Paradox of fiction
The paradox of fiction, or the paradox of emotional response to fiction, is a philosophical dilemma that questions how people can experience strong emotions to fictional things. The primary question asked is the following: How are people moved by things which do not exist? The paradox draws upon a set of three premises that seem to be true prima facie but upon closer inspection produce a contradiction. Although the ontology of fictional things in general has been discussed in philosophy since Plato, the paradox was first suggested by Colin Radford and Michael Weston in their 1975 paper How Can We Be Moved by the Fate of Anna Karenina?. Since Radford and Weston's original paper, they and others have continued the discussion by giving the problem slightly differing formulations and solutions.
The basic paradox is as follows:
- People have emotional responses to characters, objects, events etc. which they know to be fictitious.
- In order for us to be emotionally moved, we must believe that these characters, objects, or events, truly exist.
- No person who takes characters or events to be fictional at the same time believes that they are real.
The paradox is that all three premises taken individually seem to be true, but can not all be true at the same time. If any two points (e.g. 1 and 3) are taken to be true, then the third (e.g. 2) must either be false or else produce a contradiction.
In 1975, philosophers Colin Radford and Michael Weston published their paper How Can We Be Moved by the Fate of Anna Karenina? In it, Radford and Weston discuss the idea of emotional responses to fiction, drawing upon the character Anna Karenina from Leo Tolstoy's novel Anna Karenina. Their central inquiry is how people can be moved by things that do not exist. In their paper, they concluded that our emotional responses to fiction are irrational. In 1978, American philosopher Kendall Walton published the paper Fearing Fictions, in which he addresses Radford and Weston's paradox. This paper served as the impetus for Walton's Make-believe theory, his major contribution to philosophy. The conversation that Radford, Weston, and Walton started on the topic of emotional responses to fiction has continued and evolved to this day.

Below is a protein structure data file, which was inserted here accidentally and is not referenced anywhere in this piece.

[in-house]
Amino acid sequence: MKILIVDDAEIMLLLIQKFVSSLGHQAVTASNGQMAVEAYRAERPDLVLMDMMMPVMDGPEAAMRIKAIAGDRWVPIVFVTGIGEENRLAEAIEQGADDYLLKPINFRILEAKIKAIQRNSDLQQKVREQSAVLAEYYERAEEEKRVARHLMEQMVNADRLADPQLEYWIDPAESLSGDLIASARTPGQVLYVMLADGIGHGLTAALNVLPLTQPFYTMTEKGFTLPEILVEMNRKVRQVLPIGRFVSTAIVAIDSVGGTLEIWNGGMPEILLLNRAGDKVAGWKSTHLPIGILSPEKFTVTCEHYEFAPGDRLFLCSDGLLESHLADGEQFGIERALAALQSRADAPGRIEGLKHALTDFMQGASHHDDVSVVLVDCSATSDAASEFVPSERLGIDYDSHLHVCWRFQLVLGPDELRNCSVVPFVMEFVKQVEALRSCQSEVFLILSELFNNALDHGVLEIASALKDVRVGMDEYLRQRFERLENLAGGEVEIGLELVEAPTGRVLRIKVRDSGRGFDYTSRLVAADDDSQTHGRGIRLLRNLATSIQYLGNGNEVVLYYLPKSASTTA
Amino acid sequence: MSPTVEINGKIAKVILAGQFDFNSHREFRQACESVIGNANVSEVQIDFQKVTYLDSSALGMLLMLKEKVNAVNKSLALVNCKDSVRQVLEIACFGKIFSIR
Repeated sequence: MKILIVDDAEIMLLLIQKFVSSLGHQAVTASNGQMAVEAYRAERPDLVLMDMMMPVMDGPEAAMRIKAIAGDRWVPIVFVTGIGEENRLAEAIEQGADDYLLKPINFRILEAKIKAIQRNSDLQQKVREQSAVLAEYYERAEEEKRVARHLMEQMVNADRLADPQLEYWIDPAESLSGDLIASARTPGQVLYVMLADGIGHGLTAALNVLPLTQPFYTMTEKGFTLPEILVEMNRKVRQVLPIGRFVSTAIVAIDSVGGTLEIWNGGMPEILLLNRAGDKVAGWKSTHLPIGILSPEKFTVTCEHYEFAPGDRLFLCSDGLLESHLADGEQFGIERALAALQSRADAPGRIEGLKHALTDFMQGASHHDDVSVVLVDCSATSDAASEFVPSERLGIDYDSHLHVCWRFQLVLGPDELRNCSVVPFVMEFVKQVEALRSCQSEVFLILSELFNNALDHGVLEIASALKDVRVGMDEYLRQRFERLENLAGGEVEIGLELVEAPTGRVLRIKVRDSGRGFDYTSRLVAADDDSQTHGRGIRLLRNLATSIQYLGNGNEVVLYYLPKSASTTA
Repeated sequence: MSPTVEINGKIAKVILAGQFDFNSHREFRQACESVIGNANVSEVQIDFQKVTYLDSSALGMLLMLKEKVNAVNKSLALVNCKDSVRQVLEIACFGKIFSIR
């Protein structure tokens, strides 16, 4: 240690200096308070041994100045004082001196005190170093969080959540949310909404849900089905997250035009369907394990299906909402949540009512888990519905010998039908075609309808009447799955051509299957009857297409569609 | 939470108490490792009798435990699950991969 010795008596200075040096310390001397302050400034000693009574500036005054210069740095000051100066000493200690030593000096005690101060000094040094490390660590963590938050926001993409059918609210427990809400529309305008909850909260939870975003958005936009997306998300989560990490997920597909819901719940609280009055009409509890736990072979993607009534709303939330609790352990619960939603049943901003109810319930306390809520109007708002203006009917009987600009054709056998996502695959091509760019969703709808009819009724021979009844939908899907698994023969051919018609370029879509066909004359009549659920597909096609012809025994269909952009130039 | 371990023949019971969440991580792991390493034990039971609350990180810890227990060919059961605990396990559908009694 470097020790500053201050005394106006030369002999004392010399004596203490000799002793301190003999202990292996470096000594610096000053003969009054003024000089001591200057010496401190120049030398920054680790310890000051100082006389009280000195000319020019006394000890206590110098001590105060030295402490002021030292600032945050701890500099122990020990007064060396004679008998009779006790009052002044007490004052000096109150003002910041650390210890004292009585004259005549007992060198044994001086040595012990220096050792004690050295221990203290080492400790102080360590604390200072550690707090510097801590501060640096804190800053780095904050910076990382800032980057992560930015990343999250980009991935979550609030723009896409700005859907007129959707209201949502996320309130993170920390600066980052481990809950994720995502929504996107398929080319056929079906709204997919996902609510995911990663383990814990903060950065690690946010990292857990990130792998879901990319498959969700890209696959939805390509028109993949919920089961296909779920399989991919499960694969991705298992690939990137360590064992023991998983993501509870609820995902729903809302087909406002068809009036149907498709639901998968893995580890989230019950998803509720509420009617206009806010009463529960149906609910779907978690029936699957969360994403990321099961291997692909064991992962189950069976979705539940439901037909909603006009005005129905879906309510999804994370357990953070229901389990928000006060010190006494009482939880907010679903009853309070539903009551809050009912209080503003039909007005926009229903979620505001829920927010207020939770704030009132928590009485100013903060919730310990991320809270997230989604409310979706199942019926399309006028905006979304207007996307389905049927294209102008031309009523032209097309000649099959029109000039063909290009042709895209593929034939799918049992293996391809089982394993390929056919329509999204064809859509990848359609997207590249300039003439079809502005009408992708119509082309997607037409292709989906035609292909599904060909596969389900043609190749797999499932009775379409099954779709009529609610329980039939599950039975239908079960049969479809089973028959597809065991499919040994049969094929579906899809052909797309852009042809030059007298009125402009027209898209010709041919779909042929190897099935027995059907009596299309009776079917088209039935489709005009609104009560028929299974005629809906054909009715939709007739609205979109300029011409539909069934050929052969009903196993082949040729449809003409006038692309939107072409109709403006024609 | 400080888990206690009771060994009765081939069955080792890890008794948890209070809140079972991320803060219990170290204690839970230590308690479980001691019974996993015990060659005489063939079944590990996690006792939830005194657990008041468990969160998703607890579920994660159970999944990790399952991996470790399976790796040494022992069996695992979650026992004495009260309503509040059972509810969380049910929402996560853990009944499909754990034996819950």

The debate about the paradox of fiction has evolved immensely since its introduction by Radford and Walton. When the paradox was first formulated, the cognitive theory of emotions was a dominant force in philosophical thought. For cognitivists, emotions involve judgments or beliefs. For example, one's anger at somebody involves the judgment or belief of wrongdoing by that somebody. Similarly, premise 2 involves the judgment that fictitious characters truly exist. Therefore, for cognitivists, premise 2 seems just as true as the other premises and subsequently there is a true paradox, which is resolved by rejecting premise 1
However, nowadays, cognitivism is not as influential and very few people accept premise 2. This is in part due to the strong nature of the premise that results from the phrase "truly exists." People are emotionally moved by things and people from the past as well as the hypothetical future, including things that have not happened and may not ever happen. Also, people seem to be capable of being moved by irrational emotions caused by phobias. These disprove the "truly exists" phrase. Instead of cognitivist ideas, academics advocate other theories such as appraisal, perceptual, and feeling theories. In these theories, emotions do not involve judgments or beliefs and consequently premise 2 is not true prima facie, nullifying the paradox of fiction entirely.
Some academics who propose solutions to the paradox that involve the denial of premise 1 or 3 even deny premise 2 as well. For example, although Walton argues for the denial of premise 1 because Sally does not literally pity Ana, he also questions the truthfulness of premise 2 because of cases of irrational emotion.